BI’s Article search uses Boolean search capabilities. If you are not familiar with these principles, here are some quick tips.
To search specifically for more than one word, put the search term in quotation marks. For example, “workers compensation”. This will limit your search to that combination of words.
To search for a combination of terms, use quotations and the & symbol. For example, “hurricane” & “loss”.
ATLANTA — Municipalities cannot afford to be reactive when it comes to dealing with cases dealing with excessive force by police, two analysts said Tuesday.
Elizabeth Capek, Chicago-based vice president claim client manager at Munich Reinsurance America Inc., and Catalina Sugayan, a partner at the Sedgwick L.L.P. law firm in Chicago, stressed this issue during at session at the Public Risk Management Association's Annual Conference in Atlanta.
“In the world of law enforcement, you have to think proactively, not reactively,” Ms. Capek said. “You have to think professionalism and not react, because liabilities are hurting you and costing you money.”
To illustrate her point, Ms. Capek shared a quote with the audience: “That which promotes professionalism reduces liability, and that which reduces liability promotes professionalism.”
“Liability is what's pushing the change and not professionalism,” she said. “Think about if the plaintiffs lawyers didn't go after Ford for the exploding gas tanks. Would they have changed those gas tanks?”
The presentation covered such issues as stop and frisk, the use of body cameras and issues surrounding citizens who record police officers.
“We all know that this is a very complicated issue,” Ms. Sugayan said. “We have to balance our need for public safety with protecting privacy and other interests. We have to add to that concerns about politics, fiscal constraints and race relations.”
The two presenters discussed several excessive force cases that have made the headlines, including Michael Brown's death in Ferguson, Missouri, Freddie Gray's death in Baltimore, and Laquan McDonald's death in Chicago.
However, Ms. Capek noted that lesser-known cases that do not make the national news are the ones costing public entities time and money.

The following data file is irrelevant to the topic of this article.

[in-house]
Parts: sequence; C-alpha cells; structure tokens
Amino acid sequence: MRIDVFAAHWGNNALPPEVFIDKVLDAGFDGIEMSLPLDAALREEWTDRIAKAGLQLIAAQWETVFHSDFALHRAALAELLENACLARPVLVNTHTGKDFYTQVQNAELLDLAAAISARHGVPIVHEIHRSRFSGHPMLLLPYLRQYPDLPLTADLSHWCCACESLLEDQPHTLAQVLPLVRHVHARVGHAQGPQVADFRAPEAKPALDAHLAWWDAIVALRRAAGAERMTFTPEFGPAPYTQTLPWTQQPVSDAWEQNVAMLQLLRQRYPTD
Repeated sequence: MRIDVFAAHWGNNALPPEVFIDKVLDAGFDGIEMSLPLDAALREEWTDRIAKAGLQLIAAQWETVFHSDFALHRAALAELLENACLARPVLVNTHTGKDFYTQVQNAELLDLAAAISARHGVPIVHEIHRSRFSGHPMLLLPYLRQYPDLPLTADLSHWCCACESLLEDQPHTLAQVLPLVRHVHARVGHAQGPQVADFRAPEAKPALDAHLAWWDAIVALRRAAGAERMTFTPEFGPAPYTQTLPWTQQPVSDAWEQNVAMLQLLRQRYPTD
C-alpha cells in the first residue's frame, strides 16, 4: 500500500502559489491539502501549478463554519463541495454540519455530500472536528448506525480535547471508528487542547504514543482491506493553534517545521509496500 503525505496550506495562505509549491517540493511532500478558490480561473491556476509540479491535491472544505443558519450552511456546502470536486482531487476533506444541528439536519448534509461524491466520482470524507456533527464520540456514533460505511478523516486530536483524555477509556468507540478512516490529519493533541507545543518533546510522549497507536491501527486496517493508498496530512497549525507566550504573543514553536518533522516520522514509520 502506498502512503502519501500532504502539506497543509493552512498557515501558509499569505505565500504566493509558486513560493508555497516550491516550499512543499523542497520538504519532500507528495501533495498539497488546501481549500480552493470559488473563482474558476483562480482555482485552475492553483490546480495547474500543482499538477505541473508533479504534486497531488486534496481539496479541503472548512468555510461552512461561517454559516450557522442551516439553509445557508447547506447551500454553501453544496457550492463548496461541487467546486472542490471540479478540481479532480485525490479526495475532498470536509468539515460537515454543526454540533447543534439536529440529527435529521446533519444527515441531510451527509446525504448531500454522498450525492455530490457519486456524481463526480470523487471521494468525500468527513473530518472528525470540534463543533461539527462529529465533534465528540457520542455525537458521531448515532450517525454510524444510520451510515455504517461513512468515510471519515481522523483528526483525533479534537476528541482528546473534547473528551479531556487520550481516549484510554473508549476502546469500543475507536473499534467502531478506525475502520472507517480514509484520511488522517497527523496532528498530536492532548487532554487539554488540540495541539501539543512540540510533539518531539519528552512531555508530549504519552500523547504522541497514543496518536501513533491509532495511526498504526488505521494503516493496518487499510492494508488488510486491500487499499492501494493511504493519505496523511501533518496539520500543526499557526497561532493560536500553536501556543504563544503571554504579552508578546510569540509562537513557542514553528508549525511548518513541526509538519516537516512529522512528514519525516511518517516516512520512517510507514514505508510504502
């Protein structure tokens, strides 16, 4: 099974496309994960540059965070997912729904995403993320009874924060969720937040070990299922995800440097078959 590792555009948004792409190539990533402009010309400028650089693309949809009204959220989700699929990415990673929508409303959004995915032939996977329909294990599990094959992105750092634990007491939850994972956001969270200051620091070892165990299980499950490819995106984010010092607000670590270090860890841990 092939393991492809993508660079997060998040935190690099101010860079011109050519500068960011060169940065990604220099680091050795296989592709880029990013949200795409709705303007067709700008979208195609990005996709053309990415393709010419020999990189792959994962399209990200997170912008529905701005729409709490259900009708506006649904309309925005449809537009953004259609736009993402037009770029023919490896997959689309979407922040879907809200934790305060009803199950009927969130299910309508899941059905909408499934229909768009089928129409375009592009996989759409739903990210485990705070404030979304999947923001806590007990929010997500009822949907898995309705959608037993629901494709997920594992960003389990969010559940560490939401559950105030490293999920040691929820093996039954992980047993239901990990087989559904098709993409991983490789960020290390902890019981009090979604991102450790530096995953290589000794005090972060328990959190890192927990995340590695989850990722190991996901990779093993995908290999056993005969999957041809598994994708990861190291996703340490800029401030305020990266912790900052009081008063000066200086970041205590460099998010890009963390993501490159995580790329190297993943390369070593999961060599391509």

“The ones that don't get into media,” she said, “that are not as flashy, they're the ones costing time and expense.”
Ms. Capek said that Chicago residents have paid over $521 million for police brutality cases in 10 years. with about 500 more cases pending. Most of these cases did not result in fatalities, she said, but 124 of them involved what she called “repeat offenders”: officers who appear in three or four complaints. There were 124 of these cases, she said, which cost the city $34 million.
“In my opinion, that clearly is a sign,” Ms. Capek said. “You've got an issue. When you see that repeated offender, that is a clear sign that you've got some things that have to be worked on.”
Ms. Capek discussed the pros and cons of equipping officers with body cameras. On the one hand, the camera can have a positive effect on both the police officer and the individual, if they both know they are being recorded. The cameras also help with collecting evidence and improve transparency with the community.
On the other hand, cost is the biggest issue with bodycams, Ms. Capek said, and not just for the cameras themselves, but for storing the footage, ongoing training and potential privacy complaints.
Ms. Capek said inadequate training is the root of any excessive force case, as many departments do not provide proper training in the handling of suspects.
Both Ms. Capek and Ms. Sugayan stressed the importance of accountability when dealing with excessive force cases.
“If there is no accountability, you're not going to fix the problem,” Ms. Capek said. “You have to make sure that when an officer disregards certain policies, that there are repercussions. If you're found to have disregarded your policies and procedures, then you've gone down the rabbit hole, and you're not getting back up.”
ATLANTA — Police departments have to work on building strong community relations long before a serious incident erupts, analysts said during a Monday session the Public Risk Management Association's Annual Conference in Atlanta.